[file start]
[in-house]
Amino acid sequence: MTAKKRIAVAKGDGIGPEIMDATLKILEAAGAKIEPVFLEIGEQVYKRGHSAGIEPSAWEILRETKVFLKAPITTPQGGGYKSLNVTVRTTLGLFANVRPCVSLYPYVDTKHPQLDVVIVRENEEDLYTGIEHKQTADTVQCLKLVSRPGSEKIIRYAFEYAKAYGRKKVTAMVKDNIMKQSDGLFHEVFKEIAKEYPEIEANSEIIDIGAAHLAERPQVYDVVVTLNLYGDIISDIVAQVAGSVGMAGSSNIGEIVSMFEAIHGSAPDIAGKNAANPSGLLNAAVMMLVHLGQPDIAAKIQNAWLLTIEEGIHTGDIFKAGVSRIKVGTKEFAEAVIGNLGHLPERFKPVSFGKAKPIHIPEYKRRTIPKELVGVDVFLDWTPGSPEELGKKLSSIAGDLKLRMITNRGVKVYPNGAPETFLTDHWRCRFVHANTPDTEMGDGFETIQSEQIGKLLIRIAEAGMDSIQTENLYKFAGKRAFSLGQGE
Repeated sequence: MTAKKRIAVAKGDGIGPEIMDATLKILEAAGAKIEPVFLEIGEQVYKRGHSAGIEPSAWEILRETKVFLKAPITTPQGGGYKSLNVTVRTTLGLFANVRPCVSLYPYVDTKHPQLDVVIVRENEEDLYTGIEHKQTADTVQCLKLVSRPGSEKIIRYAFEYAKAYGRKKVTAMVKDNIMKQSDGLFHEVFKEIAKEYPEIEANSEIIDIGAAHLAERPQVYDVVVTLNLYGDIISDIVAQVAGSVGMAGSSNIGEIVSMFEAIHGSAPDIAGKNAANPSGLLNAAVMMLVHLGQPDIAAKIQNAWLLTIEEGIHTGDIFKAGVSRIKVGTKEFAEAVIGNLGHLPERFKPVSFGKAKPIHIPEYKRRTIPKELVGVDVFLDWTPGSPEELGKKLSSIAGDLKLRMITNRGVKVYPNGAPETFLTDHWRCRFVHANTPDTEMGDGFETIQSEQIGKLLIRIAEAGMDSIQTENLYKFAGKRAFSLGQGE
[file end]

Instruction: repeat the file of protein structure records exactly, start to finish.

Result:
[in-house]
Amino acid sequence: MTAKKRIAVAKGDGIGPEIMDATLKILEAAGAKIEPVFLEIGEQVYKRGHSAGIEPSAWEILRETKVFLKAPITTPQGGGYKSLNVTVRTTLGLFANVRPCVSLYPYVDTKHPQLDVVIVRENEEDLYTGIEHKQTADTVQCLKLVSRPGSEKIIRYAFEYAKAYGRKKVTAMVKDNIMKQSDGLFHEVFKEIAKEYPEIEANSEIIDIGAAHLAERPQVYDVVVTLNLYGDIISDIVAQVAGSVGMAGSSNIGEIVSMFEAIHGSAPDIAGKNAANPSGLLNAAVMMLVHLGQPDIAAKIQNAWLLTIEEGIHTGDIFKAGVSRIKVGTKEFAEAVIGNLGHLPERFKPVSFGKAKPIHIPEYKRRTIPKELVGVDVFLDWTPGSPEELGKKLSSIAGDLKLRMITNRGVKVYPNGAPETFLTDHWRCRFVHANTPDTEMGDGFETIQSEQIGKLLIRIAEAGMDSIQTENLYKFAGKRAFSLGQGE
Repeated sequence: MTAKKRIAVAKGDGIGPEIMDATLKILEAAGAKIEPVFLEIGEQVYKRGHSAGIEPSAWEILRETKVFLKAPITTPQGGGYKSLNVTVRTTLGLFANVRPCVSLYPYVDTKHPQLDVVIVRENEEDLYTGIEHKQTADTVQCLKLVSRPGSEKIIRYAFEYAKAYGRKKVTAMVKDNIMKQSDGLFHEVFKEIAKEYPEIEANSEIIDIGAAHLAERPQVYDVVVTLNLYGDIISDIVAQVAGSVGMAGSSNIGEIVSMFEAIHGSAPDIAGKNAANPSGLLNAAVMMLVHLGQPDIAAKIQNAWLLTIEEGIHTGDIFKAGVSRIKVGTKEFAEAVIGNLGHLPERFKPVSFGKAKPIHIPEYKRRTIPKELVGVDVFLDWTPGSPEELGKKLSSIAGDLKLRMITNRGVKVYPNGAPETFLTDHWRCRFVHANTPDTEMGDGFETIQSEQIGKLLIRIAEAGMDSIQTENLYKFAGKRAFSLGQGE